Yellow-fleshed
Variety
Origin
Color: Skin & Flesh
Shape
Starch
Harvest | Yield
Disease
Resistance
Images
Special Notes
Carola
Germany
introduced 1979
yellow tan skin; light yellow flesh

oblong
medium

mid

high
Moderate resistance to late blight; high resistance to scab. Carola

Noted for rich flavor. Grows quite close to the surface, so hill well to prevent greening in sunlight. We've eaten potatoes from previous year's crop after we've started to harvest a new crop.
German Butterball
Germany?
unknown
(20th century?)
rough yellow tan skin; bright or dark yellow flesh

oval to oblong
(not round as the name might suggest)
medium high

late

high
Moderately good resistance to late blight and pink rot. Good resistance to scab. col, cur, ogr, ont

Noted for rich flavor, called best flavored potato by several sources. There are claims that it is a heirloom variety, and a German friend remembers a potato like the German Butterball when she was growing up, but its origin is hard to trace earlier than the 1980s. Known for developing many small tubers. 
Yellow Finn
uncertain
unknown
yellowy skin, light to dark yellow flesh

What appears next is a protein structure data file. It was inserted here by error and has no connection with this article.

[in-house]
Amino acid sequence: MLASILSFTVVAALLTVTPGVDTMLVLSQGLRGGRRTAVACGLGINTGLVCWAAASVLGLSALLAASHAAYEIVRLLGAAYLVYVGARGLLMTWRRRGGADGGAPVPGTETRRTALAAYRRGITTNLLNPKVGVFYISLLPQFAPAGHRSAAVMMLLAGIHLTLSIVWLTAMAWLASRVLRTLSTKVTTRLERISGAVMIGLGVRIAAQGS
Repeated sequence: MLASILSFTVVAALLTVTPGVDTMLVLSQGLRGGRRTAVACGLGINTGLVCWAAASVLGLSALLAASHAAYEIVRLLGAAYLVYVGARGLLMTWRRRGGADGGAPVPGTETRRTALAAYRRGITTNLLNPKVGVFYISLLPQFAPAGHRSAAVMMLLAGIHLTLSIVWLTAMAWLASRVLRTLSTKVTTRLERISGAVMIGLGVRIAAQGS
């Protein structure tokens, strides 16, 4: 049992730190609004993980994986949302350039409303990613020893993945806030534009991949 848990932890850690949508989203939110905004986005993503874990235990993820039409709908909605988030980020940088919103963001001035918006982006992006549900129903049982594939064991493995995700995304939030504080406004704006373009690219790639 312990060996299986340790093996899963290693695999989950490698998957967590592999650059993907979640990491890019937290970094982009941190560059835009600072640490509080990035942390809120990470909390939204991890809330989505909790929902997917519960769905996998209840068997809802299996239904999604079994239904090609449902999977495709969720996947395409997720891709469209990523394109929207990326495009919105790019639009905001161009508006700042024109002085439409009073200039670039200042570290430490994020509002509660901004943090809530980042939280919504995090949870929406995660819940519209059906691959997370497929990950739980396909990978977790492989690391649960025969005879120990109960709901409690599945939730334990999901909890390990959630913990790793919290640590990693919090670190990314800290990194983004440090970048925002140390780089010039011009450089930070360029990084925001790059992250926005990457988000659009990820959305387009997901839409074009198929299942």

round to pear-shaped, occasionally flattened
medium

mid

average
Good resistance to scab. Yellow Finn

Noted for rich flavor. Both France and the USA have been named as place of origin. It is an old enough cultivar that no one owns royalty rights. Expect a high percentage of small tubers. 
Yukon Gem
Idaho
introduced 2006
yellow tan skin with pink spots around the eyes, light yellow flesh

round to oval
low

early

above average
Good resistance to scab. Yukon Gem

Developed for blight resistance and dry rot. A cross between Yukon Gold and Brodick, a Scottish potato. Richly flavored. 

See also Austrian Crescent and Rose Finn in Fingerling, and Desiree, Red Gold & Romanze in Red & Rose

Did you know? The yellow flesh color comes from beta-carotene, lutein, and zeaxanthin, the same carotenoids that give egg yolks and corn their color and give them all the same powerful antioxidant property.

Yellows are potatoes with various shades of yellow flesh, from almost creamy white to almost the color of an egg yolk. The extra color translates to being more nutritious and more flavorful than most white fleshed potatoes. Perhaps it is the power of suggestion, but "buttery" seems a common description for their taste. Carola and German Butterball have regularly won taste tests we have held in recent years.

White-fleshed, including Russet
Variety
Origin
Color: Skin & Flesh
Shape
Starch
Harvest | Yield
Disease
Resistance
Images (or Links to Images)
Special Notes
Caribou Russet
Maine
introduced 2016
light russet skin; very white flesh

long oblong

hgh

late

excellent

Resistance to early and late blight being tested. High resistance to hollow heart, rot, and scab.


Developed
to be a high-yielding russet with hollow heart resistance.
Gold Rush
(Goldrush)

North Dakota
introduced 1992